Secretary-General Ban’s document, The Road to Dignity by 2030: Ending Poverty, Transforming All Lives and Protecting the Planet, reveals the scope of the new Sustainable Development Goals he has presented to world leaders. To cope with an increasingly aging, urbanized population expected to jump from the present seven billion to nine billion by 2050, Ban wants no less than a universal agenda for a shared future, one that is people-centred and planet-sensitive.

“We now know that extreme poverty can be eradicated within one more generation,” he said. “The MDGs have greatly contributed to this progress, and have taught us how governments, business, and civil society can work together to achieve transformational breakthroughs.”

At the heart of the Sustainable Development Goals is the belief that no society can reach its full potential without including the voices of women, youth and minorities, indigenous people, the aged and disabled, and migrants and refugees.

The ideas underlying the UN’s Sustainable Development Goals are applicable in Alberta. Given we have a new government, now is the time to implement them.

These universal ideas speak to the common good. Modern economists no longer speak of the government and business or the government and civil society; they speak in terms of new partnerships for strengthened human development. Business and civil society together form the bedrock of good governance. The genius of the Sustainable Development Goals is to engage the private sector to invest in human development in the knowledge that governments will maintain political stability on the ground.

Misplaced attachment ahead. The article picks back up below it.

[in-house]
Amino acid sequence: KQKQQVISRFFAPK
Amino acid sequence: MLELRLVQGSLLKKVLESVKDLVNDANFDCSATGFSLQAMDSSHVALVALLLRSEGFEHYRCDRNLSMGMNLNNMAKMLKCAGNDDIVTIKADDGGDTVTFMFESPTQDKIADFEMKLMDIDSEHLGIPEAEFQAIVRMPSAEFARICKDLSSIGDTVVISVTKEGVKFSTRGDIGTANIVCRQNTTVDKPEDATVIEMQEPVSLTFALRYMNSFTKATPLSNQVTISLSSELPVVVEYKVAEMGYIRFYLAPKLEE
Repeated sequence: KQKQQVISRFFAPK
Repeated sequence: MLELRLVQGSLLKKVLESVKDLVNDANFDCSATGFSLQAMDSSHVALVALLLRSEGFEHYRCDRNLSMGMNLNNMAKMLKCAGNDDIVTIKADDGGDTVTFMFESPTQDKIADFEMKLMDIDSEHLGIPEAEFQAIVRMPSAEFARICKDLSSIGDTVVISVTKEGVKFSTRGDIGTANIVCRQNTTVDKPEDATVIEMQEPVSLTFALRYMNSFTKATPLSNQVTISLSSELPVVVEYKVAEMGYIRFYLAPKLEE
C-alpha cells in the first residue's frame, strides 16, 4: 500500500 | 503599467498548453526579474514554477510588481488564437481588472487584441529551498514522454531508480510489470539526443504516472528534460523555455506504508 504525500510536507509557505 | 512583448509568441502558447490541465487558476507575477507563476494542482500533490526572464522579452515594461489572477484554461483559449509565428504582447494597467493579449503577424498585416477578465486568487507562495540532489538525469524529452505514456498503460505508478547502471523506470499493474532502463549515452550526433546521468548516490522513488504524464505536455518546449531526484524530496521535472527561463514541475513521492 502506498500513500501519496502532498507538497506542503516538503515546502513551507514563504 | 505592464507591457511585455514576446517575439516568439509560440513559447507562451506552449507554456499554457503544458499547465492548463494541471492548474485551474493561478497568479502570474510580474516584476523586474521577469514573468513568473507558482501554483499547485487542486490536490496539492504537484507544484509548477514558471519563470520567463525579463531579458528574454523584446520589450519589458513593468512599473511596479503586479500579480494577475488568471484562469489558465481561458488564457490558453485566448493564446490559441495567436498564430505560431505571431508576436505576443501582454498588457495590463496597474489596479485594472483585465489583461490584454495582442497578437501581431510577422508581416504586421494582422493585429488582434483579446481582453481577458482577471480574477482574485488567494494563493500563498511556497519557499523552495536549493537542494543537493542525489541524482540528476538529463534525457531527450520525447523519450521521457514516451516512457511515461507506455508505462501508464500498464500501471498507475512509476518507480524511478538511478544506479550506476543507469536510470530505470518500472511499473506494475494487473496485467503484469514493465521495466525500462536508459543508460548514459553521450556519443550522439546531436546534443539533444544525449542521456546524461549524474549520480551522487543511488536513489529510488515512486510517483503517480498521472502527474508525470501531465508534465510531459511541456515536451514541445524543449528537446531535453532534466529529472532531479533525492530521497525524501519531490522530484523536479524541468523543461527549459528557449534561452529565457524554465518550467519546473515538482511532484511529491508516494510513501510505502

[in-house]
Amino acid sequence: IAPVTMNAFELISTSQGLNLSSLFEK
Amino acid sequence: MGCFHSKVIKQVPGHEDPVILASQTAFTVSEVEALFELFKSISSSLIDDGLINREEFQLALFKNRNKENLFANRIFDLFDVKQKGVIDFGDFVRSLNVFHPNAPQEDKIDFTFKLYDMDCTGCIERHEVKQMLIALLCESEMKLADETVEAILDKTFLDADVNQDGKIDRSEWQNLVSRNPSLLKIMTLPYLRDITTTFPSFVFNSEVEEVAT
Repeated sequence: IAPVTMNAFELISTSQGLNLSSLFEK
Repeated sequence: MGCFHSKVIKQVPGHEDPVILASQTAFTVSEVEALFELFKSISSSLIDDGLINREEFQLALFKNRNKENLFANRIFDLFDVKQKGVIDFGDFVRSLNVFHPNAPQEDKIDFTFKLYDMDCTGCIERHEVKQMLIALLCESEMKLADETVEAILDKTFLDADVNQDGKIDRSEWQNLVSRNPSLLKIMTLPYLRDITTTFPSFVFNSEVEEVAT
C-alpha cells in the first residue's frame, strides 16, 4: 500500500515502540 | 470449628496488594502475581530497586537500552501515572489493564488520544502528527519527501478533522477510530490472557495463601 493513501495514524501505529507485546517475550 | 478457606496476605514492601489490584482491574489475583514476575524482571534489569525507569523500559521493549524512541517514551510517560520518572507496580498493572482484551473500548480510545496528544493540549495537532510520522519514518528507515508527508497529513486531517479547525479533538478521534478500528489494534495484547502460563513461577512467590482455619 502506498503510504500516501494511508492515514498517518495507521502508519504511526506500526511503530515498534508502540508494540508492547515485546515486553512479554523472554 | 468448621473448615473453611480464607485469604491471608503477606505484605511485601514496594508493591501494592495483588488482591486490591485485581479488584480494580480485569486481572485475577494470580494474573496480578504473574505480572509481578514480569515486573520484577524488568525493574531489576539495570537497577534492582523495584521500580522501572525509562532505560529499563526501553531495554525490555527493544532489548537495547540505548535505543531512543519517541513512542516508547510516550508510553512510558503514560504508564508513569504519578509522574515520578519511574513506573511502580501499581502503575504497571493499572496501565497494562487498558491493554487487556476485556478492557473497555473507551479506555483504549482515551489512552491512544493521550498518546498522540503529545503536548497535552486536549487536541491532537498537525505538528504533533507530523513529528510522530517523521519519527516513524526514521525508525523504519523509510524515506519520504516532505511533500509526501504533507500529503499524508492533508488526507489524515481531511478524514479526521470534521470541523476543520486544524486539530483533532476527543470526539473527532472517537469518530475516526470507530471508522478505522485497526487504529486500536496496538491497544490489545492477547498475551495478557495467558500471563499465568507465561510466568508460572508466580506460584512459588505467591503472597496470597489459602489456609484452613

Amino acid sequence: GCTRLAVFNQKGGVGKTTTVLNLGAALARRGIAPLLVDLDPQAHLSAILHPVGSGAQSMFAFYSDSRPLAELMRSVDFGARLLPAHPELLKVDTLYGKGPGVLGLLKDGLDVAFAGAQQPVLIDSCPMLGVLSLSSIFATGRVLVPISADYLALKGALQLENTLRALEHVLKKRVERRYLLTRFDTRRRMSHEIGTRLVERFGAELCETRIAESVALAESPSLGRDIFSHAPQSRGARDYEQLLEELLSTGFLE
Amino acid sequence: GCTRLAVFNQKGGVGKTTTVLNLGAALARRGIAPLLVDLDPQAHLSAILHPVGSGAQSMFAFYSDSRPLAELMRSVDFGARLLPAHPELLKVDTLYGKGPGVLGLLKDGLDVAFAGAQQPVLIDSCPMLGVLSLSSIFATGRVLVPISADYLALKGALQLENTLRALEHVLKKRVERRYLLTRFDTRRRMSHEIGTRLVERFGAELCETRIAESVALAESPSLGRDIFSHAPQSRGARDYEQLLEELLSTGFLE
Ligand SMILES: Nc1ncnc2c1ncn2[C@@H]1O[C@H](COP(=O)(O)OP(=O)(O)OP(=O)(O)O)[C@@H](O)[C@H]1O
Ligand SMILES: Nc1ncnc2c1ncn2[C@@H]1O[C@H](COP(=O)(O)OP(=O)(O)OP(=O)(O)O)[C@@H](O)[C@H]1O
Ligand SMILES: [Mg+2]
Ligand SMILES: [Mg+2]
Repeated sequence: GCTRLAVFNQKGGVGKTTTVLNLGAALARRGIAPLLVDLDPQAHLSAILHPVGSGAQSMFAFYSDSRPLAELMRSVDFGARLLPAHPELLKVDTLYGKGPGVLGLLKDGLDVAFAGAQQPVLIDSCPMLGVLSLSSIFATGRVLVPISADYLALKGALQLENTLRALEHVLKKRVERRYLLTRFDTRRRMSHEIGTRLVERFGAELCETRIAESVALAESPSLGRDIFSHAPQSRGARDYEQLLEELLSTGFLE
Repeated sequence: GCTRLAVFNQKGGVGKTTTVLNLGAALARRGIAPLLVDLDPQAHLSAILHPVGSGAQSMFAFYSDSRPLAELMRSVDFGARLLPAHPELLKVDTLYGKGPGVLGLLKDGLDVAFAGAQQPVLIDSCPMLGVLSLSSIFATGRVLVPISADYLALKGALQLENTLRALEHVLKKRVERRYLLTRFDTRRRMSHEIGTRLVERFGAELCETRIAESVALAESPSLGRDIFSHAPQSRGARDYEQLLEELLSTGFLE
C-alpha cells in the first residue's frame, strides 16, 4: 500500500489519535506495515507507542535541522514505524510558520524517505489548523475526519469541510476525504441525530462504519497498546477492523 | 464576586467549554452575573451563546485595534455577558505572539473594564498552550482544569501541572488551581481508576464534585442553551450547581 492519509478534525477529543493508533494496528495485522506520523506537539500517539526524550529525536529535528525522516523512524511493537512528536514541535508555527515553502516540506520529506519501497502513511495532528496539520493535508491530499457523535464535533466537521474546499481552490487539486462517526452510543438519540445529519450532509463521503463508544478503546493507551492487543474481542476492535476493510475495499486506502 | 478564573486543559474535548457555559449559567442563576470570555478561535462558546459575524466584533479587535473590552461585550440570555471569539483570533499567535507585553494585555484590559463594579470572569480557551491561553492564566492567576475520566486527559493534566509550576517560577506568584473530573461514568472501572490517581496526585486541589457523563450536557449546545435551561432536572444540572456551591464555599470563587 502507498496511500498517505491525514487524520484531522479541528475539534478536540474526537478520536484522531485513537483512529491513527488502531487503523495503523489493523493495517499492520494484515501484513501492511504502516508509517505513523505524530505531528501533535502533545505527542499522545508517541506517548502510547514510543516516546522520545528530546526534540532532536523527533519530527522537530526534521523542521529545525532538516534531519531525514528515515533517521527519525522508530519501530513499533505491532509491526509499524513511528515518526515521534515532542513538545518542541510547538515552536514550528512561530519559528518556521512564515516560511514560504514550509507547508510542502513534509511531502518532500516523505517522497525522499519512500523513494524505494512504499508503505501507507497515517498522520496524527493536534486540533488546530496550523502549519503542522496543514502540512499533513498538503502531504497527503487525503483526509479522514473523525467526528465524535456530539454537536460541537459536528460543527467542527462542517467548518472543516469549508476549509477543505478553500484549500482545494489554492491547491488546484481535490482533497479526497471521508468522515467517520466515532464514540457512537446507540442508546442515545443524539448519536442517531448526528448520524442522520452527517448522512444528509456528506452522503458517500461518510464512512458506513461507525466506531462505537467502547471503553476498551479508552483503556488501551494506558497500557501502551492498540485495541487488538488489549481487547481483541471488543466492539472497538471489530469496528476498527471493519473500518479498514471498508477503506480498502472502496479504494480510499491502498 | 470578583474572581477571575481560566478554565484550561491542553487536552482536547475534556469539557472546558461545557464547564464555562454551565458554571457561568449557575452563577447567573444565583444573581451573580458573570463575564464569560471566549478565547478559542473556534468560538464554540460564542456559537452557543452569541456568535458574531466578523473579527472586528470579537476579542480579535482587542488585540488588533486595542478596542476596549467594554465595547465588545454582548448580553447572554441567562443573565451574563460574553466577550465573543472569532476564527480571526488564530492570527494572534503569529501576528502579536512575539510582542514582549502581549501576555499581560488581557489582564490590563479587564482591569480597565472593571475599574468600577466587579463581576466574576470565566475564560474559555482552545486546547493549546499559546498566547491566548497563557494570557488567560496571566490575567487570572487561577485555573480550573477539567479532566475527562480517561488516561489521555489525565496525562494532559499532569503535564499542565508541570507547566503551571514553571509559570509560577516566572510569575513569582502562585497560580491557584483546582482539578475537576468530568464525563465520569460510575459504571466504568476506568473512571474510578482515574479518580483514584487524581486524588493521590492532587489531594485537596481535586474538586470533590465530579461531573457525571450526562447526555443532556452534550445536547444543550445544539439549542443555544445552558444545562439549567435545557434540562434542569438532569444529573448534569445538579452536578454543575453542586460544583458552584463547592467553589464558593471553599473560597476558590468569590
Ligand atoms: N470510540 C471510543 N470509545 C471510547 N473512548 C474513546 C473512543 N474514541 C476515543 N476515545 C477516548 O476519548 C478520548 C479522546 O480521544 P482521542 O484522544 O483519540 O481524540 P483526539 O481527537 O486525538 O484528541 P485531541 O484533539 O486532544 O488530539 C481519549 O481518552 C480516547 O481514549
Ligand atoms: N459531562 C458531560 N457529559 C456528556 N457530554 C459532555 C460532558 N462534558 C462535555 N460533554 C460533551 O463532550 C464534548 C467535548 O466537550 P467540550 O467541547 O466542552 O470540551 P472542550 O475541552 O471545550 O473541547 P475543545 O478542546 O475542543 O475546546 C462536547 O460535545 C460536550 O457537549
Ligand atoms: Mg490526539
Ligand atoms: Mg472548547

By building new partnerships among diverse sectors, Notley and her colleagues can build a truly inclusive new Alberta society.

This is an adaptation of former senator Douglas Roche’s address to the 75th anniversary meeting of the Edmonton Social Planning Council on May 21. Roche is a former senator, Canadian Ambassador for Disarmament and chairman of the UN Committee on Disarmament.

The City of Edmonton Youth Council and the Youth Project on Poverty/John Humphrey Centre for Peace and Human Rights, both led by Arts alumni, were honoured by the Edmonton Social Planning Council (ESPC)

By Donna McKinnon on May 27, 2015

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The City of Edmonton Youth Council and the Youth Project on Poverty/John Humphrey Centre for Peace and Human Rights, both led by Arts alumni, were honoured by the Edmonton Social Planning Council (ESPC) during their annual general meeting last week at the Edmonton Public Library. In recognition of their work addressing gay-straight alliances in schools, homelessness and poverty, the two youth groups were this year’s recipients of the ESPC Award of Merit for Advocacy of Social Justice.

The ESPC Award recognizes forward-looking and courageous individuals and groups that, in the face of controversy, seek social justice for a defined group or for the whole community. “The ESPC Board wanted to recognize the advocacy work of youth in Edmonton during our 75th anniversary year, as a way to focus on the future,” said Erin LaRocque, an ESPC board member and selection committee member.